My own personal memories of the NES are some of the fondest of my childhood. Growing up in a poor family, raised by my grandmother, it pretty much goes without saying that I did not get an NES when it first came out. In fact, around the same time the NES was first releasing, my first video game console I ever got at about age four, was a hand-me-down Atari 2600 from one of my cousins. I certainly loved that thing, though we only had about three games for it that I remember: Combat, Astroblast, and Space Invaders. Other than that, my earliest video game memories consist of Pac-Man and Dig-Dug at the local Roundtable arcade, and the craptacular Radio Shack Tandy 1000 (which consisted of basically educational software that, no shit, played from a cassette tape deck). It's safe to say I have always loved video games, for as far back as I can remember into that early toddler-hood. But it's also safe to say that I didn't fall in love with video games until I first experienced the NES at a friend's house. I didn't get my own until the late 80s, and in that respect, as a gamer growing up, I was pretty much behind the curve in getting all of my gaming consoles. But let me tell you something, when I did get that beautiful dull gray box, it was the absolute pride of my life at the time.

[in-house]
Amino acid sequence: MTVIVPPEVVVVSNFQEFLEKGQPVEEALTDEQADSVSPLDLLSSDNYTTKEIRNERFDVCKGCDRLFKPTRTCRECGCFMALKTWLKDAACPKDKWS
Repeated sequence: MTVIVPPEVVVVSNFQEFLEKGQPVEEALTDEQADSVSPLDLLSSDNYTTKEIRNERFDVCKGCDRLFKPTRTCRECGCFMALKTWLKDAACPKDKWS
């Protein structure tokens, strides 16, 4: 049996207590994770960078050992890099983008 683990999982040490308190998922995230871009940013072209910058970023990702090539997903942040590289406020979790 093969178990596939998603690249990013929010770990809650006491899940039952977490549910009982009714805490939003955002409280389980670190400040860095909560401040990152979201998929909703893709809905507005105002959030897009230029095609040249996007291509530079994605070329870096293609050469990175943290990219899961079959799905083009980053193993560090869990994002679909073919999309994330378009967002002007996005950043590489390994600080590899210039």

I clearly remember, I was supposed to get my NES for my 9th birthday, but my grandmother decided to give it to me a couple months early, as a ploy to con me into getting my homework done faster. Let's just say, mission accomplished, because I wanted to fire that fucker up and be transported to a world of 8-bit glory. When I first got it, naturally, the only game I had for it was my pack-in Super Mario Bros./Duck Hunt cartridge. Mind you, that's all I needed, as I loved me some SMB to perhaps a slightly ridiculous level. In fact I'm proud to report that while being late to the NES-owning race, I was the first one of my friends to actually MASTER Super Mario Bros., and got the distinct pleasure of showing THEM the tricks I had learned. It wasn't long before I gradually started accumulating other games for my collection, such as the light-gun shooter To the Earth, Zelda-esque classic Arkista's Ring, and others. And, naturally, I became very well acquainted with the NES section at the local video store.